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Thought I'd share another algorithm I was working on :P (having fun learning python/trying out ideas)

This one uses standard deviation to calculate it's stop loss and take profit, as well as to try and detect upward breaks from ranges (which trigger it's buy positions).

The below test had a winning percentage of 61%, including 1149 "successful" trades (trades closed by the takeprofit) and 722 "failed" trades (trades closed by the stoploss).

This is in line with winning percentages from most other volatile stocks I tried the algorithm on (such as google), although some less volatile stocks (like microsoft) I tried didn't work so well, - managing to somehow hit the take profit at small losses - leaving them at -2% max loss (tests other than the below were tested for 1 year).

There's also a few other possibly useful code snippets inside...

Enjoy! (and feel free to post your own patches in this thread)

Clone Algorithm
315
Loading...
Backtest from to with initial capital ( data)
Cumulative performance:
Algorithm Benchmark
Custom data:
Week
Month
All
Total Returns
--
Alpha
--
Beta
--
Sharpe
--
Sortino
--
Information Ratio
--
Benchmark Returns
--
Volatility
--
Max Drawdown
--
Returns 1 Month 3 Month 6 Month 12 Month
Alpha 1 Month 3 Month 6 Month 12 Month
Beta 1 Month 3 Month 6 Month 12 Month
Sharpe 1 Month 3 Month 6 Month 12 Month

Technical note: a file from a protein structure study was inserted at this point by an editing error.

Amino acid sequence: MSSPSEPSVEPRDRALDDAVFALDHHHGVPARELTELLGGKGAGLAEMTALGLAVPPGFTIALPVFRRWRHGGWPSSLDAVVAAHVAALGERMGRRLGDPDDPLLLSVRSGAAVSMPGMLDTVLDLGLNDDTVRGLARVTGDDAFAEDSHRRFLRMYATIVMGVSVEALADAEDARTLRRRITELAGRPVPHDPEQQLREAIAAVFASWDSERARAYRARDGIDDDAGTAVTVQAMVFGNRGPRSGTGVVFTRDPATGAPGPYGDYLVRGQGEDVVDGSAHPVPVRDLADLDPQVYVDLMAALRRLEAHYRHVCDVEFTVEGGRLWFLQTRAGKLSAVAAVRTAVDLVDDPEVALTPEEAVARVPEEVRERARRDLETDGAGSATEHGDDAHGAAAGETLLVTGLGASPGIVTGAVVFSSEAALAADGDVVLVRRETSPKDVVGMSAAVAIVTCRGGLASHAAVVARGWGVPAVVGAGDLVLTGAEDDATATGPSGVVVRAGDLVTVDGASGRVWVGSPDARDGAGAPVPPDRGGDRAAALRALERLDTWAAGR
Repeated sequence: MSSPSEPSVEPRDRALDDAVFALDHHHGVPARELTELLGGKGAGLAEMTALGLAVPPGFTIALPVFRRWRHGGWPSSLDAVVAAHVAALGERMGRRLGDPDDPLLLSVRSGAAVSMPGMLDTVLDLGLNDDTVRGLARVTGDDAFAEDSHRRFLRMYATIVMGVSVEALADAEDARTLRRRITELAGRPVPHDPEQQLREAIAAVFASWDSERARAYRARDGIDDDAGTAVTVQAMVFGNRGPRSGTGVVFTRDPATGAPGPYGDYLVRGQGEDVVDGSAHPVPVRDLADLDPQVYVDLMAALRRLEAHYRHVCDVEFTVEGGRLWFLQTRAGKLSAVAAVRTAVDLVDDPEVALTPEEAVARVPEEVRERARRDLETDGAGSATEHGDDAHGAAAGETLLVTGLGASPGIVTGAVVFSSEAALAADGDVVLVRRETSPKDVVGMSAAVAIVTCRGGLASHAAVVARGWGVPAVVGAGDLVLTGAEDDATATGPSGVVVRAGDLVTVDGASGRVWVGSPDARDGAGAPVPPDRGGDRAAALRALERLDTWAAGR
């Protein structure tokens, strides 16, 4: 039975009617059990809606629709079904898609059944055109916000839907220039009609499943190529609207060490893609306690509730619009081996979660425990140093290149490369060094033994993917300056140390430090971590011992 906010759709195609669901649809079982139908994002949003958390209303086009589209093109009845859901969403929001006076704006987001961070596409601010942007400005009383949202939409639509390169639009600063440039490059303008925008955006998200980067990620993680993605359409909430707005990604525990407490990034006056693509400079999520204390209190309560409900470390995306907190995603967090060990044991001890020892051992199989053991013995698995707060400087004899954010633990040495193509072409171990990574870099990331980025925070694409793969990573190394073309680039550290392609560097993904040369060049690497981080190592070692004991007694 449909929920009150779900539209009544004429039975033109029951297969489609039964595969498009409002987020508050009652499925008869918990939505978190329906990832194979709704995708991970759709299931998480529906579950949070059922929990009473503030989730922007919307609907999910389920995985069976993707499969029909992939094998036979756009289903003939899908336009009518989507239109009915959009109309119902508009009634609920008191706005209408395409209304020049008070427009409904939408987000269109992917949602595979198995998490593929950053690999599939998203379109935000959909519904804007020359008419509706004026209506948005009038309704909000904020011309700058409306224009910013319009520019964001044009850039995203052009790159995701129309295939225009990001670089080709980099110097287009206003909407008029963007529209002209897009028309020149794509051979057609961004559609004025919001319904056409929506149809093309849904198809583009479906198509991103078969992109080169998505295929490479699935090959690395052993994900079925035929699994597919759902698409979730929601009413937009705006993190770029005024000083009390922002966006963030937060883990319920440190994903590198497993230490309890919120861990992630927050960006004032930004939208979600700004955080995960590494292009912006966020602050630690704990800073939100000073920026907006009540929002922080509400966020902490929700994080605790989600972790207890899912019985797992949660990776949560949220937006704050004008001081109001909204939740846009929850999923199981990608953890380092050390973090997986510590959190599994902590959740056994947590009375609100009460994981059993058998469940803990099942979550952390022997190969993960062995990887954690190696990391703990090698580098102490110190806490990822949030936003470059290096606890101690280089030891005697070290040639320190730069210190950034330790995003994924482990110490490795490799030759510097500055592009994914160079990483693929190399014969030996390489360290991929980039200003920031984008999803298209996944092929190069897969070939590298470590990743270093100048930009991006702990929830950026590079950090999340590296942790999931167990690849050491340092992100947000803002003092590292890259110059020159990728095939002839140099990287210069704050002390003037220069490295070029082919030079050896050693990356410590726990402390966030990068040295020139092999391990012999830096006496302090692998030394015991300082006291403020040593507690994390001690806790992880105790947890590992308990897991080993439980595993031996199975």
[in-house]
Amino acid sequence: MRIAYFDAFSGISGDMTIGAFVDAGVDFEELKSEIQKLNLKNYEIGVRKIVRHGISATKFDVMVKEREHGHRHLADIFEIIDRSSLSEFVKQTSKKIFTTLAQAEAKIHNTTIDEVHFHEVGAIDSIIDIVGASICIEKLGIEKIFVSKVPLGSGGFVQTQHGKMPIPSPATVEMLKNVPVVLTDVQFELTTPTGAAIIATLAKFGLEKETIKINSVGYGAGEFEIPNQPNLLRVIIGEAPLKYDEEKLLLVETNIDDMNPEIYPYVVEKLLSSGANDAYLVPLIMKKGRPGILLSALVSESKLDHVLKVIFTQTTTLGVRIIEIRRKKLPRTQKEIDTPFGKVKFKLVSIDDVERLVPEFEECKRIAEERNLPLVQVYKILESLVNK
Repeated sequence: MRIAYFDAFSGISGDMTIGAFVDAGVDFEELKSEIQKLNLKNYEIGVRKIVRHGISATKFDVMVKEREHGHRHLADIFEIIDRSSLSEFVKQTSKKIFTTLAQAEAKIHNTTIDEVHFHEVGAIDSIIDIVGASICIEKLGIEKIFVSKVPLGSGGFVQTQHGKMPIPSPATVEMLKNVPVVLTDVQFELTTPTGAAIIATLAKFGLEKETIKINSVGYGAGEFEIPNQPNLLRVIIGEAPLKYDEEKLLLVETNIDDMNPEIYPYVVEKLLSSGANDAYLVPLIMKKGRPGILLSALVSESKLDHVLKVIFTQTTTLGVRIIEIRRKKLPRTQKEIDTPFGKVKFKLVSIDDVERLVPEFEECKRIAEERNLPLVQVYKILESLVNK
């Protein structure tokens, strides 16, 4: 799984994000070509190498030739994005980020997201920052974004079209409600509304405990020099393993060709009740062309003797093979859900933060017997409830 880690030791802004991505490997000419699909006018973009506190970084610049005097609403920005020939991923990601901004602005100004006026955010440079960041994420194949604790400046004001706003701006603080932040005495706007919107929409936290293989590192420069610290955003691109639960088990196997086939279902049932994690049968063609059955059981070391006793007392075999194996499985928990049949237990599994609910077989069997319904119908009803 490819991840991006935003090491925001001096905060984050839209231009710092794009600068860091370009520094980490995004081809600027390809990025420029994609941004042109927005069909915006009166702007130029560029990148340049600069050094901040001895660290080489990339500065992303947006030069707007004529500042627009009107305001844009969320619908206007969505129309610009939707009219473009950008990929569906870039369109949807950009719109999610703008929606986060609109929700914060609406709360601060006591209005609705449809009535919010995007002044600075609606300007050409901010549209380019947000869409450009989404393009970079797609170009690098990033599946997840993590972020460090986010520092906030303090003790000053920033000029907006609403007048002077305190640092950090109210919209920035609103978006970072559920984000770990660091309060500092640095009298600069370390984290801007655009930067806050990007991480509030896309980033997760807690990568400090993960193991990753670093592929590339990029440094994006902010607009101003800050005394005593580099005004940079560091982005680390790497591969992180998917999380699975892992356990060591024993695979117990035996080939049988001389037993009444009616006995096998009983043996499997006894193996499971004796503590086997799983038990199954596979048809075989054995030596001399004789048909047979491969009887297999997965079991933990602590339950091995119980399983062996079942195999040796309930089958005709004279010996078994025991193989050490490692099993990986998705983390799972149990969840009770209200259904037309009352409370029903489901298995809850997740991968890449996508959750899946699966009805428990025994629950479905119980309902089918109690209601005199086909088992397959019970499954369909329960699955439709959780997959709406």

Sortino 1 Month 3 Month 6 Month 12 Month
Information Ratio 1 Month 3 Month 6 Month 12 Month
Volatility 1 Month 3 Month 6 Month 12 Month
Max Drawdown 1 Month 3 Month 6 Month 12 Month
This backtest was created using an older version of the backtester. Please re-run this backtest to see results using the latest backtester. Learn more about the recent changes.
There was a runtime error.

Oops! I forgot to add " and context.plug_pulled == False" to the if statement that opens the trade (which prevents trading past a 30% loss of the starting cash value).

Add that code if you want to enable that feature :P

haha I also made a slight mistake in how I used the standard deviation in opening the position (been a year since I covered standard deviation in my 1st year stats module).

Below is the fix (which interestingly had a 1% higher winning percentage, but 5% lower profit).

Clone Algorithm
315
Loading...
Backtest from to with initial capital ( data)
Cumulative performance:
Algorithm Benchmark
Custom data:
Week
Month
All
Total Returns
--
Alpha
--
Beta
--
Sharpe
--
Sortino
--
Information Ratio
--
Benchmark Returns
--
Volatility
--
Max Drawdown
--
Returns 1 Month 3 Month 6 Month 12 Month
Alpha 1 Month 3 Month 6 Month 12 Month
Beta 1 Month 3 Month 6 Month 12 Month
Sharpe 1 Month 3 Month 6 Month 12 Month
Sortino 1 Month 3 Month 6 Month 12 Month
Information Ratio 1 Month 3 Month 6 Month 12 Month
Volatility 1 Month 3 Month 6 Month 12 Month
Max Drawdown 1 Month 3 Month 6 Month 12 Month
This backtest was created using an older version of the backtester. Please re-run this backtest to see results using the latest backtester. Learn more about the recent changes.
There was a runtime error.

Hi Adam ... My name is Abhi ... I am just starting out in the world of algorithmic trading ... Do you mind if I ask you a couple of basic questions about this algorithm?

Hi Abhi, feel free to ask questions and I'll do my best to answer.

Note that I'm quite new to algorithmic trading as well =)

Thanks... Most of these questions are very basic...I kinda feel like Alice in wonderland. :)

  1. In lines 41-43 of your algorithm, why did you choose the vwrap window to be 5. Likewise why was the standard deviation window chosen to be 9?
  2. price > vwap_5_day + (standard_deviation * 0.6) In this if block, why did you choose standard deviation & why the value of 0.6